The basis for all this is an attorney general (upon whom the court apparently relied for the calculations) who decided what the difference in interest rates should be. Now keep in mind the attorney general has a law degree, not a degree in interest rates or in real estate development or in finance, but she is saying to the court that her expertise in setting loan interest rates is greater than that of the actual lenders who negotiated the loans and the terms! (Actual real experts in other words.)

Now here is the big ringer in the whole argument by the attorney general. She’s saying that the lenders got ripped off because they would have charged higher interest rates on the loans than they did if they had known that Trump’s net worth was (slightly) lower. That’s right, throw out the negotiating process, throw out the Trump brand and name, throw out that the lenders at that time really, really wanted to do business with Trump. Nope, none of those factors were considered. She just made up an interest rate penalty for Trump based upon an assumed lower net worth using a comparison of loan proposals that he never accepted. (Never mind she is clearly wrong on the property valuations as any first-year real estate student could calculate based upon publicly available data.)

Then there’s the period of time that the attorney general used; 2014 through 2022. We all know what happened during that period with interest rates; they were at record low levels during the period 2014 to 2021.

Different kinds of loans on different properties may have different loan terms, which means it’s pure guessing on her part. And likewise, she failed to consider that it’s standard practice for insurance company lenders to provide non-recourse loans; she made it out like the loans Trump got were non-recourse because of his financial statement, but no, every developer in the country can get a non-recourse loan on a stabilized asset.

The ruling also bans him and his sons from being officers or directors of his companies (3 years and 2 years respectively) and puts in place a court monitor, and while he could probably recruit his daughters or other trusted friends or family members to serve for him at their direction, the biggest issues for the Trump Organization is the ruling banning him from doing business with NY registered or chartered banks.

That means when property loans come up for refinancing, as they always do, he’ll have to establish new relationships with other banks to secure refinancing loans with since the NY banks that have his existing loans won’t be able to refinance them. This is like a death sentence – but instead of a quick death, it’s a slow suffocation over years.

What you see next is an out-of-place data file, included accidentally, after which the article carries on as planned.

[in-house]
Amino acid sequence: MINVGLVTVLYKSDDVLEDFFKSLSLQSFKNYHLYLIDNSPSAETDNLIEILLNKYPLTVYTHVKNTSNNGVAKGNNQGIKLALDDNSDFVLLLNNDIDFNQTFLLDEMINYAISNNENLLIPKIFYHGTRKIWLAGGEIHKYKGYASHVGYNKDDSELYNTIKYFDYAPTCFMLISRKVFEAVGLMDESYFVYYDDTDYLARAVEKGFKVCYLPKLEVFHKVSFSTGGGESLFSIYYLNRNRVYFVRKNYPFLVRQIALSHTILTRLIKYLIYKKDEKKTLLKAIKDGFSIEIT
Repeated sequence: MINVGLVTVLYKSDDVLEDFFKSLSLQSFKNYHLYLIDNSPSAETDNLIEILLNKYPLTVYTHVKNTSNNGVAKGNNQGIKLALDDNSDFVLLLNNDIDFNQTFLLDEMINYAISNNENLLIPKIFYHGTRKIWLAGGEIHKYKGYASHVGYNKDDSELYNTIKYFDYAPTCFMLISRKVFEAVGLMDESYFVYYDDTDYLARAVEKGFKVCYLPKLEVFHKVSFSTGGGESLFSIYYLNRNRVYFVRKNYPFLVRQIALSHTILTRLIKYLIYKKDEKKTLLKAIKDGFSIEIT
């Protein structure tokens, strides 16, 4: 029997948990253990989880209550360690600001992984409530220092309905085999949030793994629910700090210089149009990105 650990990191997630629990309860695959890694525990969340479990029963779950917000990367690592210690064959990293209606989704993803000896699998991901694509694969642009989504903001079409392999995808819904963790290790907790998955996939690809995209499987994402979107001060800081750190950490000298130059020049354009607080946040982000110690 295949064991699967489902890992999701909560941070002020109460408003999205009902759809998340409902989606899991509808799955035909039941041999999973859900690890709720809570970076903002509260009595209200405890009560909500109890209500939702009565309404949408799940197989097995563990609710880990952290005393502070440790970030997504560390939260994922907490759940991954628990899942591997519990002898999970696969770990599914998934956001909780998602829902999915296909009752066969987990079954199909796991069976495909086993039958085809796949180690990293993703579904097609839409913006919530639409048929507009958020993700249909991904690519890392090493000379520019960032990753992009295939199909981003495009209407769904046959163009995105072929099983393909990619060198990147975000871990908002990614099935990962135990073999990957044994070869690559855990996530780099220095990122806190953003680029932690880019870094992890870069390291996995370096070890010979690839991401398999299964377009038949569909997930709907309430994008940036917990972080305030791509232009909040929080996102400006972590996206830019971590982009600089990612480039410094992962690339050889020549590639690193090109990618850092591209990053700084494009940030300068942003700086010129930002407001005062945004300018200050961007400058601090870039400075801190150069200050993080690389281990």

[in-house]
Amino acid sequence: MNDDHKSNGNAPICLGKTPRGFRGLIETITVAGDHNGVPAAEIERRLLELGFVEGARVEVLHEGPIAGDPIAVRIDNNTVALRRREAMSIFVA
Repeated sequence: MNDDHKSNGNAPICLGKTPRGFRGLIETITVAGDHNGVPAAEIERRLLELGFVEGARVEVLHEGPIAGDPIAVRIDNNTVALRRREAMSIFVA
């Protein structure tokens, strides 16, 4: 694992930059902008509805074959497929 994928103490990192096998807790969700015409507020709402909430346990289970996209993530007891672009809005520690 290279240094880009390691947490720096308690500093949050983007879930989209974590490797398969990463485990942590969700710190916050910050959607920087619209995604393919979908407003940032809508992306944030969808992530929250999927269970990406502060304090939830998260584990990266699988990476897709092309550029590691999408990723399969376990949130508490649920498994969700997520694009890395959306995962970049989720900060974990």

In other words, if he is banned from doing business with those banks, what happens to the existing loans? What happens to the banks if those loans go into default because of the attorney general? Establishing new banking relationships takes time and finding banks that are large enough for him that aren’t registered in NY state will be an issue; he’ll have to go out of state or overseas to Europe. Not to mention – how many banks will now be afraid to do business with the Trump Organization? They’ll be afraid of the attorney general coming after them.

This ruling does create a nightmare for him, but of course, none of the media sources I read have said the obvious, that the ruling gets put on hold while he appeals. He’ll have to put up a bond or cash with the court. (Good luck getting that back, if he wins the appeal.) A bond will cost less and tie up less cash, so I am guessing he’ll do that. In fact, the cost for a bond may be as little as 1% of the total due, or it may be more than that, up to 10%. Still, it’s a fraction of the total judgment. (If we post a bond for road construction, it costs only 1% of the total road cost.)

This is why it will be critical for him to win the White House, where he can then issue a blanket pardon for himself, his family, and all of his supporters, not to mention everyone falsely persecuted for January 6th.

Wisconsin Right Now is a news organization focused covering the news from a conservative point of view, in particular on politics and policy issues through analysis and opinions, and is protected by the First Amendment of the United States Constitution. WRN and the columnist do not make endorsements of candidates or urge a vote for or against any candidate or issue. On October 18 and November 23, 2023, Donald Trump tweeted out on Trump’s Truth Social account T. Wall’s October 6th column on Trump’s property valuations. T. Wall holds a degree from the UW in economics and an M.S. in real estate analysis and valuation and is a real estate developer. Disclaimer: The opinions of the writer are not necessarily those of this publication or the left!